It used to be traditional for nearly every household in the UK to have a family Bible. These were quite large and heavy volumes, a fact which may have discouraged their usage for daily reading purposes.
However, there invariably was a section in the Bible with pages for recording family members' births and deaths. Depending on the publisher and the publication run, these pages could be located either at the front or in the middle of the Bible.
Many UK-based people who immigrated to North America brought their family Bible with them, as my great-grandparents did.
I remember looking through their Bible, which, as expected, had the section in it for recording the names of the couple, the names of the children (which often included their dates of birth as well), and deaths.
It contained my grandfather’s birth and death records, along with those of his brothers and sisters and his parents. The ‘deaths’ page lists the name of the cemetery where each individual was buried, as well the date of death, and, in some cases, the date of the funeral.
Again, it is necessary to be cautious in putting too much confidence in the actual content of the entries. Some family members are less concerned than others about making certain that the dates recorded are accurate, and are satisfied with an ‘approximate’ date. I have found this to be the case with some, although certainly not all, of the family entries in that Bible.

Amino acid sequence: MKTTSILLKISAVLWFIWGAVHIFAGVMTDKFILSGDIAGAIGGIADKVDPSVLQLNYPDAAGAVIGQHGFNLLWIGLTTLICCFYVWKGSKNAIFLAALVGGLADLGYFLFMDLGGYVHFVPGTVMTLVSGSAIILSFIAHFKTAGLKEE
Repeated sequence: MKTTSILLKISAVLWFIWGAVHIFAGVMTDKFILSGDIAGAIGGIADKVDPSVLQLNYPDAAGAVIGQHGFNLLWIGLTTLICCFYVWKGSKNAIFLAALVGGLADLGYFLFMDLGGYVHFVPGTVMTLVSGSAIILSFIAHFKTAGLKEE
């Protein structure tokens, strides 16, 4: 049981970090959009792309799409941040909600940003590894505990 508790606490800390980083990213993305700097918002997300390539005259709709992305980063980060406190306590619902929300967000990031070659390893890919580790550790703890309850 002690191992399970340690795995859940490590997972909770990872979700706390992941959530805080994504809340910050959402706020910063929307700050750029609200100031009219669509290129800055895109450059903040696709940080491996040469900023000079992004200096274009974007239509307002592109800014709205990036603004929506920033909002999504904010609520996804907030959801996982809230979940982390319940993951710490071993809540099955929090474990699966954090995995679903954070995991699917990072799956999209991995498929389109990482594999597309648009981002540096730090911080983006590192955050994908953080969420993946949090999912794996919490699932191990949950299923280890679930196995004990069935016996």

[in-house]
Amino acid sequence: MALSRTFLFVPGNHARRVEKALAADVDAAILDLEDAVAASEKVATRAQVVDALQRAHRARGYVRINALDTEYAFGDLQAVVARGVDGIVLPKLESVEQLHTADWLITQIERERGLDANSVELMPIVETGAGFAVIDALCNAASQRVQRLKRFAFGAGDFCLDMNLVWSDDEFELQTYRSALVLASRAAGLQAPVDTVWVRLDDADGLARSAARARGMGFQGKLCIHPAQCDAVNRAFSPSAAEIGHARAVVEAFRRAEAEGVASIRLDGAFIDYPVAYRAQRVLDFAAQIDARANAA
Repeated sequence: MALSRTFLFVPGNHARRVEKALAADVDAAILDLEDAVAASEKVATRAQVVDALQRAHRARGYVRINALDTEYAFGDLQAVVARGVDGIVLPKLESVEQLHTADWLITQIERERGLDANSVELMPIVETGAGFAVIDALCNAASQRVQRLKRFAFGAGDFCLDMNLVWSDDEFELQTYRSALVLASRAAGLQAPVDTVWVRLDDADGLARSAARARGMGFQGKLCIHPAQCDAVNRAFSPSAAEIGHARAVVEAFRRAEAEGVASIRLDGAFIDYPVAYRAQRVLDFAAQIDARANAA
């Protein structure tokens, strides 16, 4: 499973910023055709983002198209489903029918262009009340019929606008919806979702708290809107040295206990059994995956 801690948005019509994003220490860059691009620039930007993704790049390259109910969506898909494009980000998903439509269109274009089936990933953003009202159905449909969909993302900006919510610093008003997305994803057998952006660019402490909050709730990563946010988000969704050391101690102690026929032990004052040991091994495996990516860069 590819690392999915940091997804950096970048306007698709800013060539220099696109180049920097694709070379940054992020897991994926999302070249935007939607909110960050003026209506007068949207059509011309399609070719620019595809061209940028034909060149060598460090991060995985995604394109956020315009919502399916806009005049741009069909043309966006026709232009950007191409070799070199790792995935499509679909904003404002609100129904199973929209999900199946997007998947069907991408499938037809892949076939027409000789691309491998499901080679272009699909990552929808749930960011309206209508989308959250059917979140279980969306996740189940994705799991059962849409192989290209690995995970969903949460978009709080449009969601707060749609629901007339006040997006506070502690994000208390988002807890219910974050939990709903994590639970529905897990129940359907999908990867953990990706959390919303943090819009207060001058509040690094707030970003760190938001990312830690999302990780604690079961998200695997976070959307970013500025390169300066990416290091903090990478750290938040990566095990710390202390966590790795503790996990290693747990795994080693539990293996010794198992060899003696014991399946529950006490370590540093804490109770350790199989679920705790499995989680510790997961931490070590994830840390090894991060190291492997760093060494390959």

The family Bible can be a source of a great deal of family tree information. It serves to clarify who the siblings of a particle individual were, and the birth order of the children, as well as their parents, and birth and death dates.
The contents of the "Family Register" in the Bible can also raise some questions. For example, in one Bible of a different ancestor, the parents were listed as “James and Mary”, whereas all of the other records associated with the family identified them as “Robert and Jane”.
Whether these were nicknames, or whether they changed their names when they arrived in Canada, it is difficult to say.
Perhaps one set of names was their first names, whereas they actually were known by their middle names.
This couple was of Scottish extraction, and I have noticed, in various documents I have reviewed, that they tended to switch back and forth between their forename and their middle name. It seems they were known by both, then! Perhaps that is the most viable explanation.
The question remains open.
An interesting conundrum!
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